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. My TSH went down from 3.71 to 0.797.

so WAIT- your TSH was 3.71, and your doc was progressive & openminded enough to know that that was too high???

now im pissed.

in 2006- my TSH was 4.65 (but within THEIR range- with 5.00 being the upper limit number).

in october this year- my TSH was 11.39 (this time their upper limit number is 4.5)

im a little worried- i want to feel better and i do not want to be stuck with a doc thinking that 4.5 is "OK"

anyways- it looks like you responded quickly to your meds- that's great :)

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This must not be true for everyone. My Hashimoto's antibodies came up after I was gluten-free for a few years, and while I was on a correct amount of thyroid medicine. What does go dormant on thyroxine is the inflammation and swelling.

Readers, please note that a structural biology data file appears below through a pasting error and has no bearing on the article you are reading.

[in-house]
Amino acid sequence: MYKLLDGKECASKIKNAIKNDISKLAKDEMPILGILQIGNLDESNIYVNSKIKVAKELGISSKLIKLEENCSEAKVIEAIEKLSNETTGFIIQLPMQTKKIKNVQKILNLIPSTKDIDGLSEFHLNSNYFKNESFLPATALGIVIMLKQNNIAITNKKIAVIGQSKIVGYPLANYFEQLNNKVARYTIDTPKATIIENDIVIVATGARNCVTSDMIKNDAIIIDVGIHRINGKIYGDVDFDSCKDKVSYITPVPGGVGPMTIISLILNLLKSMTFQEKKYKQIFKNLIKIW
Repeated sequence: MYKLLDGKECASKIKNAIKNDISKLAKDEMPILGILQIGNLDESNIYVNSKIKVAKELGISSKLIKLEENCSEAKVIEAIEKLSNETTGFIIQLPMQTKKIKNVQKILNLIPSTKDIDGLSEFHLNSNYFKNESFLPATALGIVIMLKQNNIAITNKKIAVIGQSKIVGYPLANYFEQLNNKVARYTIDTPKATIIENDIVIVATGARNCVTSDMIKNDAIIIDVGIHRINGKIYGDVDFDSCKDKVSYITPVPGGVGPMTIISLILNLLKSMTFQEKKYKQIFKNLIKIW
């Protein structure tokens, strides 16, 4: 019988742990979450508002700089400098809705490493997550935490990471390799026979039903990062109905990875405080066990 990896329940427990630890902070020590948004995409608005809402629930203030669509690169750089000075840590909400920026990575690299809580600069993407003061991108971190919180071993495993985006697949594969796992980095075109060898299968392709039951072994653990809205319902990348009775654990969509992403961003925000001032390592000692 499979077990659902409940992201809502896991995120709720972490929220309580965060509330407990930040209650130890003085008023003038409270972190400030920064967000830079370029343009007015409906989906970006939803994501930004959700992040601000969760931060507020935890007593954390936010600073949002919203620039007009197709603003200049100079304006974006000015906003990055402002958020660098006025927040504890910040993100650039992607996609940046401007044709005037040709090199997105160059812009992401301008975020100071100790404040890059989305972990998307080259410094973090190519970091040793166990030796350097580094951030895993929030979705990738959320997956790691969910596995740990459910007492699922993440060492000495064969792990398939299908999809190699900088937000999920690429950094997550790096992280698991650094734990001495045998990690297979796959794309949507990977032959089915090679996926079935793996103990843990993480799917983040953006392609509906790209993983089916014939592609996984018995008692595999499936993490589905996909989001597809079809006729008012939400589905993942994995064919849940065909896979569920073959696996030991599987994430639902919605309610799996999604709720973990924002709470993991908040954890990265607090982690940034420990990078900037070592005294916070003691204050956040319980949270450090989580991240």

Gluten-free diet status does not affect the Hashimoto's tests at all.

By the way, are you starting to feel better, Cass?

thanks for asking Skylark :)

no, im not feeling better... somedays i feel worse :(

im a little worried- because my PCP wants to treat me- but i want to see an Endocrinologist who will get me on the RIGHT meds & doses.. my mom has Hashimoto's and has been on Synthroid since 1992.. and she's never felt any improvement. they've never put her on anything higher than 80 something!!! plus she still eats gluten (in her defense- she never knew the connection- and i didnt know the connection till i met all of you on this board)

i just cant wrap my brain around all the thyroid test numbers... t3... free t3 .. total, etc, etc, uptake... and now, one of the members on here (jason) is talking about REVERSE T3